Harry Gross: Protecting life-insurance $
Dear Harry: I am a 72-year-old widow. I have close to $150,000 in a Benefit Management Account in State Farm Life Insurance Co. This came from my husband's life insurance when he died last year. I elected to have them hold the money at 4.5 percent interes
I am a 72-year-old widow. I have close to $150,000 in a Benefit Management Account in State Farm Life Insurance Co. This came from my husband's life insurance when he died last year. I elected to have them hold the money at 4.5 percent interest, but I have had to draw from it several times for home repairs. I cannot put more money into the account. I recently noticed on the checks I got that there is no FDIC emblem on them. I called the company and was told that this account is not FDIC insured, but that it was perfectly safe unless State Farm went out of business, and that was not going to happen. Even then, it could possibly be OK. What do you think? I don't want to put it into a bank because the interest would be a lot less for money that is instantly available. My income comes from Social Security and an almost equal amount from a pension. I can't take any real risk with this money.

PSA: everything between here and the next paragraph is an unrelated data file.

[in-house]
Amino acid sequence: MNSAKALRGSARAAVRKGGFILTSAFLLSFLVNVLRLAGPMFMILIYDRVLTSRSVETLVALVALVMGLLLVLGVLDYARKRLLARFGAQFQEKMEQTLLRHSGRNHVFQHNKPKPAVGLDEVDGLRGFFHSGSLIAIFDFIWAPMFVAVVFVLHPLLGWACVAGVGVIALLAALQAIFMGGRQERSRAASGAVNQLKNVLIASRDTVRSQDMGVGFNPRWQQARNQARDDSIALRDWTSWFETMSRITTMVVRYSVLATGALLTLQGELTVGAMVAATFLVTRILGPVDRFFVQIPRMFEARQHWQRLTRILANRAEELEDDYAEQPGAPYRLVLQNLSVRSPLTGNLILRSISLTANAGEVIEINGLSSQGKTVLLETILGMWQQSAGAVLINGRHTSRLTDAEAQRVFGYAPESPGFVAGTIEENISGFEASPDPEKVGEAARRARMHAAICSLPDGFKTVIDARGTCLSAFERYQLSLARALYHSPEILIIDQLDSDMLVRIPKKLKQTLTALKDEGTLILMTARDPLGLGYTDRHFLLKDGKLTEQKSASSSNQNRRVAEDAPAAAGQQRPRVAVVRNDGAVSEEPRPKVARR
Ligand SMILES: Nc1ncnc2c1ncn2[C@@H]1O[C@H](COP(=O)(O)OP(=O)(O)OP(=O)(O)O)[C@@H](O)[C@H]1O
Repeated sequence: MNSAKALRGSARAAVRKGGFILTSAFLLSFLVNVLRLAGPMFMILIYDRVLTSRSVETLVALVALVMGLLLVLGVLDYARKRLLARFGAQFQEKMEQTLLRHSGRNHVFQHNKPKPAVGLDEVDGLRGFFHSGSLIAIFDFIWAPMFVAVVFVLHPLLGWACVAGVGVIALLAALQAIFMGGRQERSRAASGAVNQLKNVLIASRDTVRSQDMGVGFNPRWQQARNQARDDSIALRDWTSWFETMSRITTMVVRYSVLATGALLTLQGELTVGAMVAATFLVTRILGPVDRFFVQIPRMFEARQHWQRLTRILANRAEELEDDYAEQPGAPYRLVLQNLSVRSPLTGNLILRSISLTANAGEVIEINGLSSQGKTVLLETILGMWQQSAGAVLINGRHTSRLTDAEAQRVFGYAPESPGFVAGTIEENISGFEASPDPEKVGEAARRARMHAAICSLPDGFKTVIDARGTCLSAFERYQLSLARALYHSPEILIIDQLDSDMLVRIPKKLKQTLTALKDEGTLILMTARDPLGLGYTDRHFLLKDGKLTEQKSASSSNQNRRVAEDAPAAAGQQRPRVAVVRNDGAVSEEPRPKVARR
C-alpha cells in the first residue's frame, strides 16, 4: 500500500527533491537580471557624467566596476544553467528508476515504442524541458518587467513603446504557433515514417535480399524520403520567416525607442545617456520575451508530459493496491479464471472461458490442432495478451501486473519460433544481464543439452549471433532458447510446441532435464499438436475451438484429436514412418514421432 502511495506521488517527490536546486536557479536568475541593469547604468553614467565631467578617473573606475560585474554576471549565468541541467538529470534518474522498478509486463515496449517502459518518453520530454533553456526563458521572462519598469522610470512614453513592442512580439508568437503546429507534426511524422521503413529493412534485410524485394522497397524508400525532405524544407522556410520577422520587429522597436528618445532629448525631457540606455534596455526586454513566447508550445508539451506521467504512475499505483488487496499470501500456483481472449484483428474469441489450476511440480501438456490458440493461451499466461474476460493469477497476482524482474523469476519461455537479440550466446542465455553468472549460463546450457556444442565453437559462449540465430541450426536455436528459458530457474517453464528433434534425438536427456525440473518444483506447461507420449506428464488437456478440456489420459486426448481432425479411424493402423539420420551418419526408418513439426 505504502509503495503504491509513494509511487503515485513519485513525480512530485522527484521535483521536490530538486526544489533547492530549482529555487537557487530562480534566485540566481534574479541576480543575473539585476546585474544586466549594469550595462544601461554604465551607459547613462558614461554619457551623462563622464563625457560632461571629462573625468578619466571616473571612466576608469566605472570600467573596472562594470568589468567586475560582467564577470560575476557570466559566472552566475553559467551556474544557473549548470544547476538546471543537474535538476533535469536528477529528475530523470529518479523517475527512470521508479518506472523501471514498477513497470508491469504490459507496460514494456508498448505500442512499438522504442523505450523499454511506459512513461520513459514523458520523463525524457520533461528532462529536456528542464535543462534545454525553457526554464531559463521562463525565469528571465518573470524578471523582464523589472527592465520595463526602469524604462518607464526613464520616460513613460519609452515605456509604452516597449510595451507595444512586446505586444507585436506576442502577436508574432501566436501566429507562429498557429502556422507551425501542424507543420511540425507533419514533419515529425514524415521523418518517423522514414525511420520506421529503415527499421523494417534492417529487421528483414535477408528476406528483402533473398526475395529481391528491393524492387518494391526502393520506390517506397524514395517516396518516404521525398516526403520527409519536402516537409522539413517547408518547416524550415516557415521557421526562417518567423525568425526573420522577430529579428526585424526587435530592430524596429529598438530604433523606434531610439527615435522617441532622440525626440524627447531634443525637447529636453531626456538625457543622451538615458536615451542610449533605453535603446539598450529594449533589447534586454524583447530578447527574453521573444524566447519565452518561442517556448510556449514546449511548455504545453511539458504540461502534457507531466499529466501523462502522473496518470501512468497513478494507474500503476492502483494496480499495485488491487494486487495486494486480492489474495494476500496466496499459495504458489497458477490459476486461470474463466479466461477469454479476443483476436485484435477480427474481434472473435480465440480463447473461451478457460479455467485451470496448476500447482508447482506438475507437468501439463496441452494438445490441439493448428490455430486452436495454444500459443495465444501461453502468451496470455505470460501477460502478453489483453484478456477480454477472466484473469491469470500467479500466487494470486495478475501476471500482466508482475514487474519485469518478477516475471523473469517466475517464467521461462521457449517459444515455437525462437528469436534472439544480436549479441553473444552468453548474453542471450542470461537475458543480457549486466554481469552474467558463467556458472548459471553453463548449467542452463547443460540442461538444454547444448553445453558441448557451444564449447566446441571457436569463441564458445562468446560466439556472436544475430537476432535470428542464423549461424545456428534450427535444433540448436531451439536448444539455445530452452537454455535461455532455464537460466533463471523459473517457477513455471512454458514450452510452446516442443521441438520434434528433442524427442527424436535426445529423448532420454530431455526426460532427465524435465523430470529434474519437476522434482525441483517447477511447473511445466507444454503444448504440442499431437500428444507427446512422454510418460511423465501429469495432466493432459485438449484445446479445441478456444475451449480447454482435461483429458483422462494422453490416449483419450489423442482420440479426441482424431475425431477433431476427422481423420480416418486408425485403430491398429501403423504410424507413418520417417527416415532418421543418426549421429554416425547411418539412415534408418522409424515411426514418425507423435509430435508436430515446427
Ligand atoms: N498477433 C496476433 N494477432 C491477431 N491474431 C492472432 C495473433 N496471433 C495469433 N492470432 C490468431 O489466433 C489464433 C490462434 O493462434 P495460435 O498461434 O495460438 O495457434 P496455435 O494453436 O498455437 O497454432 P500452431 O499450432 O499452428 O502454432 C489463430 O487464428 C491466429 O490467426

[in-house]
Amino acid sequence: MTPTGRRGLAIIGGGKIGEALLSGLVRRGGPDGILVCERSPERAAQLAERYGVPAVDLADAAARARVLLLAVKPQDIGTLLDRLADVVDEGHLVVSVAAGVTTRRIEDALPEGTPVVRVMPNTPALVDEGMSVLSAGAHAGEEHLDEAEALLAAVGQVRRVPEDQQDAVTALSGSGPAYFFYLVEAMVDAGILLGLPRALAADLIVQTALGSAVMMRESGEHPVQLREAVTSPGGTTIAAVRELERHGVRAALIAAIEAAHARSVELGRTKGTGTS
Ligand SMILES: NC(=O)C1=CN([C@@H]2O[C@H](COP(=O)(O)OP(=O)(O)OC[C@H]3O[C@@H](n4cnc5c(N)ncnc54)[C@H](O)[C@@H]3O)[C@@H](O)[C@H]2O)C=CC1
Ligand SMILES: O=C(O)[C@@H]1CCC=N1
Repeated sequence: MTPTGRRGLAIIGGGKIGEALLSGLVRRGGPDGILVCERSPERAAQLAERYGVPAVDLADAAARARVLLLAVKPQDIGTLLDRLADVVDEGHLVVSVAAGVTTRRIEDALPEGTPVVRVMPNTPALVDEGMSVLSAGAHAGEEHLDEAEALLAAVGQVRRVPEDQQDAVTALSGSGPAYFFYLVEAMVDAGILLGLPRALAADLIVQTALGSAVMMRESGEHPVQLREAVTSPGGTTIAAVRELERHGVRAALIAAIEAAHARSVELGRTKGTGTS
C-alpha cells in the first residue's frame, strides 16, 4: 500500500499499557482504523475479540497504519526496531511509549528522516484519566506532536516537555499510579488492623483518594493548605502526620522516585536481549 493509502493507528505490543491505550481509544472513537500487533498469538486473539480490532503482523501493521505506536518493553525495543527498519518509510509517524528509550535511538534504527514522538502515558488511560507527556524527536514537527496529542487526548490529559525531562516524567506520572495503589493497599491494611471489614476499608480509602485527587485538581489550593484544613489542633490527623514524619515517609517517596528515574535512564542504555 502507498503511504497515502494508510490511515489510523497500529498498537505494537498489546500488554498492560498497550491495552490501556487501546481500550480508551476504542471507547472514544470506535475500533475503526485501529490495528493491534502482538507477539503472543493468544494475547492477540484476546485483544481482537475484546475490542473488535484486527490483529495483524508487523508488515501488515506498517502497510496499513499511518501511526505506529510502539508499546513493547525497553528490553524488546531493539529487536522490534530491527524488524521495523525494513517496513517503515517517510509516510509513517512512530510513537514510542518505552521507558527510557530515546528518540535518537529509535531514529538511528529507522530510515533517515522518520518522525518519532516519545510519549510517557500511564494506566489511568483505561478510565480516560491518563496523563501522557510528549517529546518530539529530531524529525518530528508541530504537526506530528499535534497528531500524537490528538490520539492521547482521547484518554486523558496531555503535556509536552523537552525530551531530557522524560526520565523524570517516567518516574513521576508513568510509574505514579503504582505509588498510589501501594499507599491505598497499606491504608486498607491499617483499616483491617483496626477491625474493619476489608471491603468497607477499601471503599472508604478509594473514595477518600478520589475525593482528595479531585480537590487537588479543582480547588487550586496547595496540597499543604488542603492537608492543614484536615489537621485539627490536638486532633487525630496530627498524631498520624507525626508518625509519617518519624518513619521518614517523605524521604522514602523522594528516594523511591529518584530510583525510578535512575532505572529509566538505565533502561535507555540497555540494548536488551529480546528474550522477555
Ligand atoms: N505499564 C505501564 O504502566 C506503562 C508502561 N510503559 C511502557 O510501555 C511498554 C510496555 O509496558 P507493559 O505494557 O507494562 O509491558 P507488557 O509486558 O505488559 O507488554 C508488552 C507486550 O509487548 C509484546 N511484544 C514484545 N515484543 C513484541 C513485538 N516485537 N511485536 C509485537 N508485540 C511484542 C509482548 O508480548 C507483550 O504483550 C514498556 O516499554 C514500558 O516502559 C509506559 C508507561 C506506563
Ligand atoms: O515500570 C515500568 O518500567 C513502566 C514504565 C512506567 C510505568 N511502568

What Harry says: State Farm is a very sound company at this time. However, with the volatility of the economy, I cannot predict what will happen this week or next year. There are two ways to be perfectly safe: U.S. government obligations and FDIC-insured accounts. As you noted, you'll be giving up interest for safety. There is no need to have all of the money immediately available. You could keep an emergency fund in a bank money-market account for, say $25,000, with the rest in CDs approximately evenly split so they're due quarterly over the next two years. You can even do this all with one bank if you choose and still get the benefit of the insurance. *
Write Harry Gross c/o the Daily News, Box 7788, Philadelphia, PA 19101. Harry urges all his readers to give blood - contact the American Red Cross at 800-GIVE LIFE.